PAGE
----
July 2018
Volume 59, Issue 9
Open Access
ARVO Annual Meeting Abstract  |   July 2018
The British Childhood Visual Impairment and Blindness Study 2 (BCVIS2)
Author Affiliations & Notes
  • Lucinda Teoh
    PPP, UCL GOS Institute of Child Health, London, United Kingdom
  • Ameenat Solebo
    PPP, UCL GOS Institute of Child Health, London, United Kingdom
    Ophthalmology, Great Ormond Street Hospital, London, United Kingdom
  • Phillippa Cumberland
    PPP, UCL GOS Institute of Child Health, London, United Kingdom
  • Jenefer Sargent
    Neurodisability, Great Ormond Street Hospital, London, United Kingdom
  • Jugnoo Rahi
    PPP, UCL GOS Institute of Child Health, London, United Kingdom
    Ophthalmology, Great Ormond Street Hospital, London, United Kingdom
  • Footnotes
    Commercial Relationships   Lucinda Teoh, None; Ameenat Solebo, None; Phillippa Cumberland, None; Jenefer Sargent, None; Jugnoo Rahi, None
  • Footnotes
    Support  Fight for Sight project grant: 1525/26
Investigative Ophthalmology & Visual Science July 2018, Vol.59, 164. doi:
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      Lucinda Teoh, Ameenat Solebo, Phillippa Cumberland, Jenefer Sargent, Jugnoo Rahi; The British Childhood Visual Impairment and Blindness Study 2 (BCVIS2). Invest. Ophthalmol. Vis. Sci. 2018;59(9):164.

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      © ARVO (1962-2015); The Authors (2016-present)

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Abstract

Purpose : Representative epidemiological data on childhood visual impairment in the U.K are lacking. The BCVIS2 study is a comprehensive national study to determine the incidence, distribution and characteristics of all-cause childhood visual disability, encompassing for the first time, visual impairment (VI) alongside severe visual impairment (SVI) and blindness (BL).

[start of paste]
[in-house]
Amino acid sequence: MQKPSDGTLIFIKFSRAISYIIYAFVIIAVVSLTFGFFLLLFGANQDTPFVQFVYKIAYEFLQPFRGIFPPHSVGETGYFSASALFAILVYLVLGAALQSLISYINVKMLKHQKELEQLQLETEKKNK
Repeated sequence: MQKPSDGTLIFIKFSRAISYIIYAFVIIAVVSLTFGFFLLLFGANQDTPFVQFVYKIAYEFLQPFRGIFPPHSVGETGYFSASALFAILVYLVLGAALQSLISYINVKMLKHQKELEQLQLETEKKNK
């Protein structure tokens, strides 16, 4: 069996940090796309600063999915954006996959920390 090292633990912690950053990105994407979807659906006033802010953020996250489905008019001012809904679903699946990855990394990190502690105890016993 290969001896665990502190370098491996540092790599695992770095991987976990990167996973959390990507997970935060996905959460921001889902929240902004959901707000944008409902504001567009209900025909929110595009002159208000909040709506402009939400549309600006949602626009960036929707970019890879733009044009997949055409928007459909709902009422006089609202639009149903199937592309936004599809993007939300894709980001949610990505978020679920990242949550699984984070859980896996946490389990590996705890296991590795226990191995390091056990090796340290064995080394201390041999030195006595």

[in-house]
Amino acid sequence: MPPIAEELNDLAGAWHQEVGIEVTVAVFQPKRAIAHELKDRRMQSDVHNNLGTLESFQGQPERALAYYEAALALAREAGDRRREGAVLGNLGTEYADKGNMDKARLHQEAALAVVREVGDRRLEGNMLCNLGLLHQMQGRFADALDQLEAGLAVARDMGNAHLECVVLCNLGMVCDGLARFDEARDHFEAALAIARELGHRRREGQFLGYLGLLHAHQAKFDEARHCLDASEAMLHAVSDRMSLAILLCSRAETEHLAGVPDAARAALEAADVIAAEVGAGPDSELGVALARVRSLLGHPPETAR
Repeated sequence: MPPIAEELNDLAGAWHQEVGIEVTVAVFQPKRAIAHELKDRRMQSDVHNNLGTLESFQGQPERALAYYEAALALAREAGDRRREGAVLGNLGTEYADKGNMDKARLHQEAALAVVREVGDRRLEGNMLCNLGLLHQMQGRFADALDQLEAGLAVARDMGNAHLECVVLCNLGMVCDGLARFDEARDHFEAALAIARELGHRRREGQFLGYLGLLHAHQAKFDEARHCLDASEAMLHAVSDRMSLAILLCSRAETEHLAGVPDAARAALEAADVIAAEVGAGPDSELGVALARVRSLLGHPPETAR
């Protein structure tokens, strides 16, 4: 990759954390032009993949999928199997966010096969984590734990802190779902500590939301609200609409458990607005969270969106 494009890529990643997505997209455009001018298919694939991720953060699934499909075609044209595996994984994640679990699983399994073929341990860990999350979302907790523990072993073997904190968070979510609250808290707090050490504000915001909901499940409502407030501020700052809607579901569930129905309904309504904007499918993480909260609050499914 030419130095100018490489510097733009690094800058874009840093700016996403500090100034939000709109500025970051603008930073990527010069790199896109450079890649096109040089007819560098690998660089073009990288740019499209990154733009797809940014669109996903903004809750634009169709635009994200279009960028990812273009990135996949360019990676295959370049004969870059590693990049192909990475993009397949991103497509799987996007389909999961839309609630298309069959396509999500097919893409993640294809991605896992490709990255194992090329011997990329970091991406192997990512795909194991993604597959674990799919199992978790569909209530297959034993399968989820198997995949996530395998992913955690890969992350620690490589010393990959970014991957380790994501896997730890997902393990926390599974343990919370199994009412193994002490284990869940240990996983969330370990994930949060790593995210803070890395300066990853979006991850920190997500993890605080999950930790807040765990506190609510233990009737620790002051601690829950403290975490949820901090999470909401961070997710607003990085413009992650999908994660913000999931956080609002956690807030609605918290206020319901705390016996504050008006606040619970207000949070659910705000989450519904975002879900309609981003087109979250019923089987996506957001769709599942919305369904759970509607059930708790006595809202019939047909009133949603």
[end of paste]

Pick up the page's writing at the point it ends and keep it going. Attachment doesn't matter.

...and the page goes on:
Methods : All children newly diagnosed as VI or SVI/BL using the WHO classification (VI: 0.5-1.0 LogMAR, SVI: 1.01-1.30 LogMAR and BL: <1.30 LogMAR in the better eye) were identified in the U.K. within a 1 year period (October 2015 – November 2016). Cases were reported on a monthly basis simultaneously but independently through two established, national active surveillance schemes; the British Ophthalmological Surveillance Unit (BOSU, consisting of over 1,300 attending/consultant ophthalmologists), and the British Paediatric Surveillance Unit (BPSU, including over 3,300 attending/consultant paediatricians). Validated postal questionnaires were completed by the reporting clinician at initial case identification and 12 month follow up.

Results : Interim analyses are reported here based on the current complete dataset from 748 (of 983) ascertained cases.
Analysis of SVI/BL cases (n=463) shows that:
- children of low birth weight, of ethnic minority origin, or from the most socially deprived group are over-represented
- most children (79%) have additional major non-ophthalmic disorders
- disorders of the visual pathway/cortex remain predominant with increased contribution from 48% to 57%

Children with VI (n=285), in comparison to SVI/BL are:
- diagnosed later (36% vs 60% diagnosed aged <1 year)
- less likely to have additional non-ophthalmic conditions (51% vs 79%)
- more likely to have a retinal disorder such as retinal dystrophy (23% vs 11%) or oculocutaneous albinism (12% vs 3%)

Conclusions : Forthcoming analysis on the full cohort will investigate (a) the changing epidemiology of SVI/BL in the past 15 years and (b) provide novel data on the epidemiology of childhood VI. These should address current gaps in the evidence base in childhood visual disability required for the commissioning and delivery of national health (NHS) services and formulation of public health policies.

This is an abstract that was submitted for the 2018 ARVO Annual Meeting, held in Honolulu, Hawaii, April 29 - May 3, 2018.

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